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Non-Hodgkin Lymphoma Patient Is 3rd in the World to Receive CAR T-Cell Therapy

Cancer patient Emily Dumler.

August 29, 2019

In August 2013, active, stay-at-home mom Emily Dumler was surprised to discover blood in her stool. She took the finding seriously, wanting to remain healthy to focus on the needs of her young daughters and son. She headed to a nearby outpatient urgent care center.

“I was alarmed, but expected a 1-hour appointment and medication to solve the problem,” she says. “Instead, I was admitted to the hospital, where I stayed for 43 days.”

Emily, then 32, had non-Hodgkin lymphoma. She immediately began treatment at The University of Kansas Cancer Center. She received chemotherapy and a stem cell transplant, but neither treatment eradicated the cancer.

“I was told that my only chance at a cure was CAR T-cell immunotherapy,” Emily says. “It was so new, it wasn’t yet available here in Kansas. My doctors started calling around. They found a clinical trial at another cancer center that had one spot left. I was able to enroll in that last spot, and I became the 3rd person in the world to receive CAR T-cell treatment.”

CAR T-cell therapy: The future is now

Breakthrough CAR T-cell precision cancer therapy represents the future of cancer treatment.

Immunotherapy is a very promising area in medicine,” explains Joseph McGuirk, DO, division director of hematologic malignancies and cellular therapeutics for The University of Kansas Cancer Center. “It leverages our increased understanding of how the immune system works so that we can manipulate that immune system to improve outcomes for patients with medical illness. CAR T cells are extraordinarily exciting. Patients’ T cells are taken out, re-engineered in a laboratory to do the work they failed to do in the first place, and expanded and infused back into the patient. We are seeing some truly stunning results in several diseases.”

Today, some CAR T-cell therapies have become FDA-approved to treat certain types of cancers. But at the time that Emily needed the therapy to save her life, its effects were unknown. Her apheresis – the process by which her own cells were collected – went smoothly, but on infusion day, “There were tons of people all crowded into my hospital room,” she says, all at the ready to learn from the experience and support her through the groundbreaking treatment.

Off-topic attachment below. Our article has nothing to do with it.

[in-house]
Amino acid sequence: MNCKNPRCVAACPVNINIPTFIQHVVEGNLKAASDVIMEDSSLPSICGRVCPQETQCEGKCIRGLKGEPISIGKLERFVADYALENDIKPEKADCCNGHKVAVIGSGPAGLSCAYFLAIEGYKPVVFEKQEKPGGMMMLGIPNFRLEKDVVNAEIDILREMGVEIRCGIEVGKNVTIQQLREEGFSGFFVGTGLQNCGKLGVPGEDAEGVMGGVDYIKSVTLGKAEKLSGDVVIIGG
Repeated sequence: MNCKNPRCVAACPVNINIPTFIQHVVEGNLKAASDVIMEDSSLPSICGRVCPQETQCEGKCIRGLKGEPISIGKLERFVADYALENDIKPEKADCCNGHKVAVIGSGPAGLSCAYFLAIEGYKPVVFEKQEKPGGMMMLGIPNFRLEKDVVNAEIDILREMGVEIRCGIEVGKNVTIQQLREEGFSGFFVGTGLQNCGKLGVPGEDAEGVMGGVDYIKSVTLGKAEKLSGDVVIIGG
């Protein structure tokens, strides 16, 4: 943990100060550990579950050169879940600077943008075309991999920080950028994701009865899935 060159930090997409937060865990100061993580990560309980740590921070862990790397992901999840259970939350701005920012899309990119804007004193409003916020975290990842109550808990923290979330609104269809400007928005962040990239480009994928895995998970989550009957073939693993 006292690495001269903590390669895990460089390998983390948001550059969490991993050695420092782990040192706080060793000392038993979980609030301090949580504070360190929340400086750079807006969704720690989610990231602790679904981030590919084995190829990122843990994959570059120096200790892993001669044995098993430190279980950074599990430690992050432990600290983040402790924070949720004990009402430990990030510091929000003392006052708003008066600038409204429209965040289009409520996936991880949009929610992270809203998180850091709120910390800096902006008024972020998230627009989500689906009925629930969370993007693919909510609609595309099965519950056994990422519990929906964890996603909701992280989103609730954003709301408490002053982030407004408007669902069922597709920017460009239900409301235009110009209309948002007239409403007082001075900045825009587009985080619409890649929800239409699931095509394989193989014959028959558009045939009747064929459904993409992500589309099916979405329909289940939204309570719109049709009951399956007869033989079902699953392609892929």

“I was such an early patient, we just didn’t know what would happen,” Emily says. “But I had been well-prepared with an awareness of the sorts of reactions and side effects that could occur.”

And many side effects that could occur, did occur. During her infusion, a sinus problem intensified, and her IV was temporarily stopped so she could receive an antihistamine. Later, she experienced flu-like symptoms followed by neurological toxicity.

“They watched for that very, very closely,” she says. “They did cognitive exams several times a day, asking questions that seemed so silly – like did I know my name, and could I name a shape – until I couldn’t answer them. I ended up losing my cognitive function and my memory for about 24 to 36 hours. Fortunately, medications reversed all those side effects in time.”

A new perspective

Today, Emily is healthy and strong. She has returned to employment outside the home, serving as the director of religious education for her church, and enjoys attending her children’s many sporting events with her husband. She still visits her care team once or twice a year, but believes the cancer is gone. Her experience has brought a significant new perspective.

“I always had this thought or feeling that a clinical trial wouldn’t be a good thing,” she says, “but when I personally was faced with that need, I felt completely differently. That trial was my chance at life. It was my hope. I didn’t know if it would work, but I felt nothing but excitement for having that chance.”

And despite the challenges and the low points she and her family experienced, Emily wouldn’t change her journey.

“It may be easier for me to say because of where I’m sitting today, but I would never take back having had cancer,” she says. “I am a different person for it, and for the better. I learned so much about myself and what is truly important in life. And I signed up for the trial for myself, to save my own life, but there is so much that is coming from these efforts, so much for the cancer community to gain. It is amazing to be some part of that, and I feel truly blessed.”

Clinical trial provides lifesaving treatment for young mother

Emily Dumler’s non-Hodgkin lymphoma resisted chemotherapy and stem cell transplant. But a groundbreaking CAR T-cell clinical trial restored her health and made her a pioneer in the future of cancer care.

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This individual participated in a clinical trial of an investigational treatment. Clinical trials are different from standard medical care. As with all research studies, clinical trial participant outcomes vary. Before participating in a clinical trial, it is important to discuss the risks and benefits with your healthcare provider.